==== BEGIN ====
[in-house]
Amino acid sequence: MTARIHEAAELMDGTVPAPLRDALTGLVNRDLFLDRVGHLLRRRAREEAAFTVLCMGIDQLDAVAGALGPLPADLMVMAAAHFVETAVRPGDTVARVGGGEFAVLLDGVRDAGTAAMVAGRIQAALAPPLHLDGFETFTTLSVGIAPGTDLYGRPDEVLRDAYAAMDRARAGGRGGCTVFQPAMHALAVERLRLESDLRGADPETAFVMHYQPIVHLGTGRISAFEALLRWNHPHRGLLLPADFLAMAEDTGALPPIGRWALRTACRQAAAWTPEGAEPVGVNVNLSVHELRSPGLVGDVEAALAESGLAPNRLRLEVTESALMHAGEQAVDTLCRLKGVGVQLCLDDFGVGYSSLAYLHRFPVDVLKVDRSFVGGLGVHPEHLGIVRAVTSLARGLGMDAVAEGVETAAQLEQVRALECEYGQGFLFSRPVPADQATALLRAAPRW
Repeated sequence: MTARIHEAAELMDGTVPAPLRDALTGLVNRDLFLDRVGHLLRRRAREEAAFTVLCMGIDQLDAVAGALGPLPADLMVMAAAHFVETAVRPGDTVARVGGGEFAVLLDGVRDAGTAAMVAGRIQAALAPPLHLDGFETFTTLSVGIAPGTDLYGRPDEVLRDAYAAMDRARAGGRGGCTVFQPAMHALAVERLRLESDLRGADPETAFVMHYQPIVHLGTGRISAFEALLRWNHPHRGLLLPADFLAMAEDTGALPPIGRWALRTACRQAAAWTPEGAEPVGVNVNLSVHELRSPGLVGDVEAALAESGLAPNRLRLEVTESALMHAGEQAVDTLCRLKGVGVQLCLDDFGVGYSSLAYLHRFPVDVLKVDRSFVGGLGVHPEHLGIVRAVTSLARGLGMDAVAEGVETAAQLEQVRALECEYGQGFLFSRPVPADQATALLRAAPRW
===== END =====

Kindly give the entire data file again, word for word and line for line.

[in-house]
Amino acid sequence: MTARIHEAAELMDGTVPAPLRDALTGLVNRDLFLDRVGHLLRRRAREEAAFTVLCMGIDQLDAVAGALGPLPADLMVMAAAHFVETAVRPGDTVARVGGGEFAVLLDGVRDAGTAAMVAGRIQAALAPPLHLDGFETFTTLSVGIAPGTDLYGRPDEVLRDAYAAMDRARAGGRGGCTVFQPAMHALAVERLRLESDLRGADPETAFVMHYQPIVHLGTGRISAFEALLRWNHPHRGLLLPADFLAMAEDTGALPPIGRWALRTACRQAAAWTPEGAEPVGVNVNLSVHELRSPGLVGDVEAALAESGLAPNRLRLEVTESALMHAGEQAVDTLCRLKGVGVQLCLDDFGVGYSSLAYLHRFPVDVLKVDRSFVGGLGVHPEHLGIVRAVTSLARGLGMDAVAEGVETAAQLEQVRALECEYGQGFLFSRPVPADQATALLRAAPRW
Repeated sequence: MTARIHEAAELMDGTVPAPLRDALTGLVNRDLFLDRVGHLLRRRAREEAAFTVLCMGIDQLDAVAGALGPLPADLMVMAAAHFVETAVRPGDTVARVGGGEFAVLLDGVRDAGTAAMVAGRIQAALAPPLHLDGFETFTTLSVGIAPGTDLYGRPDEVLRDAYAAMDRARAGGRGGCTVFQPAMHALAVERLRLESDLRGADPETAFVMHYQPIVHLGTGRISAFEALLRWNHPHRGLLLPADFLAMAEDTGALPPIGRWALRTACRQAAAWTPEGAEPVGVNVNLSVHELRSPGLVGDVEAALAESGLAPNRLRLEVTESALMHAGEQAVDTLCRLKGVGVQLCLDDFGVGYSSLAYLHRFPVDVLKVDRSFVGGLGVHPEHLGIVRAVTSLARGLGMDAVAEGVETAAQLEQVRALECEYGQGFLFSRPVPADQATALLRAAPRW